South Korea–Ukraine partnership charged with reenergising Europe’s battery market | East

South Korea has emerged as a solid partner for war-ravaged Ukraine. Not only do South Korea and Ukraine have common experiences straddling geopolitical fault lines, but Seoul has proven it is ready to share its experiences in postwar reconstruction and redevelopment with Kyiv.

Alleviating suffering of the Ukrainian people and helping Ukraine re-emerge from the ashes of war is Seoul’s immediate priority in its burgeoning partnership with Kyiv. But in the long term, the emerging South Korea–Ukraine relationship in the realm of lithium also stands to benefit Europe more broadly by helping Europe break China’s grip on the production of renewable batteries.  

South Korea has become a battery cathode export powerhouse. Access to lithium, a resource which Ukraine reportedly has in abundance, is absolutely critical for South Korea’s ambition to hold a 40 per cent share of global battery production by 2030.

The partnership between Seoul and Kyiv presents an opportunity for South Korea to secure greater amounts of lithium. This will help Seoul tap into the European battery market, which is set to grow with the rise of electric vehicles.

Ukraine itself has partnered with neighbouring Poland, home to a major lithium-ion battery factory owned by South Korean company LG Energy Solution. Most batteries produced in Poland end up in Western Europe, positioning South Korea for greater participation in Europe’s battery markets.

This convergence of interests has not been lost on either Kyiv or Seoul, and throughout 2023, avenues to deepen cooperation were a consistent topic in meetings between the two countries.

In September 2023, following Seoul’s provision of humanitarian aid and deals to help with Ukraine’s reconstruction, South Korea’s Infrastructure Minister Won Hee-ryong met with Ukrainian president Volodymyr Zelenskyy to discuss South Korea’s participation in lithium mining as part of their renewable battery industry.

Several representatives from private South Korean companies accompanied Won Hee-ryong during his visit to the Ukrainian capital, potentially as part of the South Korean government’s bid to encourage greater private sector participation in securing supplies of critical minerals.

The broader regional promises of South Korea–Ukraine cooperation in the field of lithium extraction hinge in large part on South Korea’s ability to present itself as an alternative to China in the European battery market.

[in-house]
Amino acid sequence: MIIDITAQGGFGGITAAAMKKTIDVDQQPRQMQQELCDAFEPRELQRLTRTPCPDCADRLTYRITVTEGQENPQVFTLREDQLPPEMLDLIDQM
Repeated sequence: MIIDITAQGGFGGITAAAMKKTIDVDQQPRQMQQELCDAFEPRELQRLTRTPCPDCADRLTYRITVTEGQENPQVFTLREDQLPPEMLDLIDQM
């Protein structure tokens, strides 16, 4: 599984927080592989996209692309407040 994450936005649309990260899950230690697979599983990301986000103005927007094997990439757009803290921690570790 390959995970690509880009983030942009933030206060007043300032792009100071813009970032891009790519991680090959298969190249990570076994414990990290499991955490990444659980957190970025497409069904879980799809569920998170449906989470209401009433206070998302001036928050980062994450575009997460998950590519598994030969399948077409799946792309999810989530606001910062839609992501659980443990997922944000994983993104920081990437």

A European Union report published in September 2023 warned that Beijing’s dominance in global battery production could leave Europe vulnerable. This has prompted calls for the European Union to pursue greater independence from China, and by extension all Asian battery producers.

For South Korea one of the main challenges it faces in leveraging a lithium partnership with Ukraine is doing so independently of Chinese entities.

Seoul’s ability to position itself as an independent actor in the race to secure supplies of lithium is particularly urgent in light of the US Inflation Reduction Act (IRA), which contains provisions limiting US partners’ ability to cooperate with China. Chinese entities may have no more than a 25 per cent stake in a South Korean firm, otherwise these firms fall under US provisions governing foreign entities of concern.

Unfortunately, it has proven difficult for Korean industries with vested interest in critical minerals to avoid cooperation with Chinese firms.

China’s stranglehold on much of the world’s lithium supply has often forced South Korean companies to team up with Chinese counterparts. South Korea risks becoming overly dependent on China in order to access its lithium reserves.

South Korea is already highly dependent on China for access to the critical minerals needed for some of its most powerful industries. In 2023 alone, South Korean firms such as POSCO and SK On have signed agreements with China-based companies to cooperate on the extraction of minerals such as lithium and nickel.

Despite these challenges, there are several options that South Korea can explore to mitigate these risks and reap benefits.

South Korea’s participation in the United States-led Mineral Security Partnership, which includes both the European Commission and individual European states, provides Seoul with an avenue to pursue greater independence from China and closer cooperation with European partners.

Focussing on battery recycling could help mitigate the risk of not having a sufficiently large or continuous supply of lithium. Should Seoul manage to find a way to gain access to Ukrainian lithium independent of restrictive partnerships with Chinese entities, advancements in battery recycling may help South Korean firms invest in Ukraine’s natural resources and secure a constant supply independent of Chinese actors.

Ultimately, South Korea will need to present itself as the best Asian partner for Kyiv in the realm of lithium extraction, while also proving to other European partners that it can participate in Europe’s renewable battery industry without worsening their over-dependence on China.

Should South Korea manage to pull this off, it can position itself as not merely as a long-term economic partner for a Ukraine, but also other European partners.  

Anthony V Rinna is Senior Editor at the Sino-NK research group.

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